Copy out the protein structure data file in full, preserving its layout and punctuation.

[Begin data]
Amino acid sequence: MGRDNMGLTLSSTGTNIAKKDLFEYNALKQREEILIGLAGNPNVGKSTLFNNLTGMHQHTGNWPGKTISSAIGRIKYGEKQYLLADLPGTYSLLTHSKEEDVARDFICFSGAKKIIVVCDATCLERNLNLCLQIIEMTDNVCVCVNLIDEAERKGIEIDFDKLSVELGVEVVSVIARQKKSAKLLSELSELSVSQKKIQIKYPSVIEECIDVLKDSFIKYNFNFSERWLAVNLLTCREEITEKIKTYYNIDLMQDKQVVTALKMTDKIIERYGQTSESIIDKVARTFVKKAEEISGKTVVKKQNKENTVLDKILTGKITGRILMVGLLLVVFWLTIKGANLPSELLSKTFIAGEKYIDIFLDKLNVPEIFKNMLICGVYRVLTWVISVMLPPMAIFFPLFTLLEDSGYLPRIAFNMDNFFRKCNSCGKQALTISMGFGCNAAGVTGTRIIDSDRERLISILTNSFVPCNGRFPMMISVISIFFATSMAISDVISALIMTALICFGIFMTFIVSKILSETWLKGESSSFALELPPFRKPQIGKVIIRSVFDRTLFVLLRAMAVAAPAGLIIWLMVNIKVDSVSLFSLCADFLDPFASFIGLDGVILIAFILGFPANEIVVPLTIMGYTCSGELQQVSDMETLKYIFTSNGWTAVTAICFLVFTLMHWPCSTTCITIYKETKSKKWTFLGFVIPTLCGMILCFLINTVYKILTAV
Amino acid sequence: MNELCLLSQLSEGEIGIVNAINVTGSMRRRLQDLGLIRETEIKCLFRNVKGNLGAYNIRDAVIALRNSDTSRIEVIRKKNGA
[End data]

Amino acid sequence: MGRDNMGLTLSSTGTNIAKKDLFEYNALKQREEILIGLAGNPNVGKSTLFNNLTGMHQHTGNWPGKTISSAIGRIKYGEKQYLLADLPGTYSLLTHSKEEDVARDFICFSGAKKIIVVCDATCLERNLNLCLQIIEMTDNVCVCVNLIDEAERKGIEIDFDKLSVELGVEVVSVIARQKKSAKLLSELSELSVSQKKIQIKYPSVIEECIDVLKDSFIKYNFNFSERWLAVNLLTCREEITEKIKTYYNIDLMQDKQVVTALKMTDKIIERYGQTSESIIDKVARTFVKKAEEISGKTVVKKQNKENTVLDKILTGKITGRILMVGLLLVVFWLTIKGANLPSELLSKTFIAGEKYIDIFLDKLNVPEIFKNMLICGVYRVLTWVISVMLPPMAIFFPLFTLLEDSGYLPRIAFNMDNFFRKCNSCGKQALTISMGFGCNAAGVTGTRIIDSDRERLISILTNSFVPCNGRFPMMISVISIFFATSMAISDVISALIMTALICFGIFMTFIVSKILSETWLKGESSSFALELPPFRKPQIGKVIIRSVFDRTLFVLLRAMAVAAPAGLIIWLMVNIKVDSVSLFSLCADFLDPFASFIGLDGVILIAFILGFPANEIVVPLTIMGYTCSGELQQVSDMETLKYIFTSNGWTAVTAICFLVFTLMHWPCSTTCITIYKETKSKKWTFLGFVIPTLCGMILCFLINTVYKILTAV
Amino acid sequence: MNELCLLSQLSEGEIGIVNAINVTGSMRRRLQDLGLIRETEIKCLFRNVKGNLGAYNIRDAVIALRNSDTSRIEVIRKKNGA